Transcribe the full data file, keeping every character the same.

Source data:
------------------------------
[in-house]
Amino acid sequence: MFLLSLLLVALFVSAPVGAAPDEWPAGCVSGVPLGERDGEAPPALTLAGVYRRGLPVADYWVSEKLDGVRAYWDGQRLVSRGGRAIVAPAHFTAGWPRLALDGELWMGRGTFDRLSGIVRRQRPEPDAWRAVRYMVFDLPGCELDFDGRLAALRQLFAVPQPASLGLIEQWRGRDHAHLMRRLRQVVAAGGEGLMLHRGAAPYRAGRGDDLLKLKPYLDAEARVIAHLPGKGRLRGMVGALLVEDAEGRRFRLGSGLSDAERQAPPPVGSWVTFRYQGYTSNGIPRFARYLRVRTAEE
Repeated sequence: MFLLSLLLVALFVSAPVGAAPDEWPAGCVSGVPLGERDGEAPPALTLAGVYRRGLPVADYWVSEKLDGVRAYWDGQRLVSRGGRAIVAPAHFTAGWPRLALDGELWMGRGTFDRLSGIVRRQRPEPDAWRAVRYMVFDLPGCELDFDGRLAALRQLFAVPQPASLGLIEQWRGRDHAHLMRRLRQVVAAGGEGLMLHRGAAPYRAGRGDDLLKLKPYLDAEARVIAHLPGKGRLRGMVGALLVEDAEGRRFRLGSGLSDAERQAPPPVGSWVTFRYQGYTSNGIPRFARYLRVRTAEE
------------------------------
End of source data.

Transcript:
[in-house]
Amino acid sequence: MFLLSLLLVALFVSAPVGAAPDEWPAGCVSGVPLGERDGEAPPALTLAGVYRRGLPVADYWVSEKLDGVRAYWDGQRLVSRGGRAIVAPAHFTAGWPRLALDGELWMGRGTFDRLSGIVRRQRPEPDAWRAVRYMVFDLPGCELDFDGRLAALRQLFAVPQPASLGLIEQWRGRDHAHLMRRLRQVVAAGGEGLMLHRGAAPYRAGRGDDLLKLKPYLDAEARVIAHLPGKGRLRGMVGALLVEDAEGRRFRLGSGLSDAERQAPPPVGSWVTFRYQGYTSNGIPRFARYLRVRTAEE
Repeated sequence: MFLLSLLLVALFVSAPVGAAPDEWPAGCVSGVPLGERDGEAPPALTLAGVYRRGLPVADYWVSEKLDGVRAYWDGQRLVSRGGRAIVAPAHFTAGWPRLALDGELWMGRGTFDRLSGIVRRQRPEPDAWRAVRYMVFDLPGCELDFDGRLAALRQLFAVPQPASLGLIEQWRGRDHAHLMRRLRQVVAAGGEGLMLHRGAAPYRAGRGDDLLKLKPYLDAEARVIAHLPGKGRLRGMVGALLVEDAEGRRFRLGSGLSDAERQAPPPVGSWVTFRYQGYTSNGIPRFARYLRVRTAEE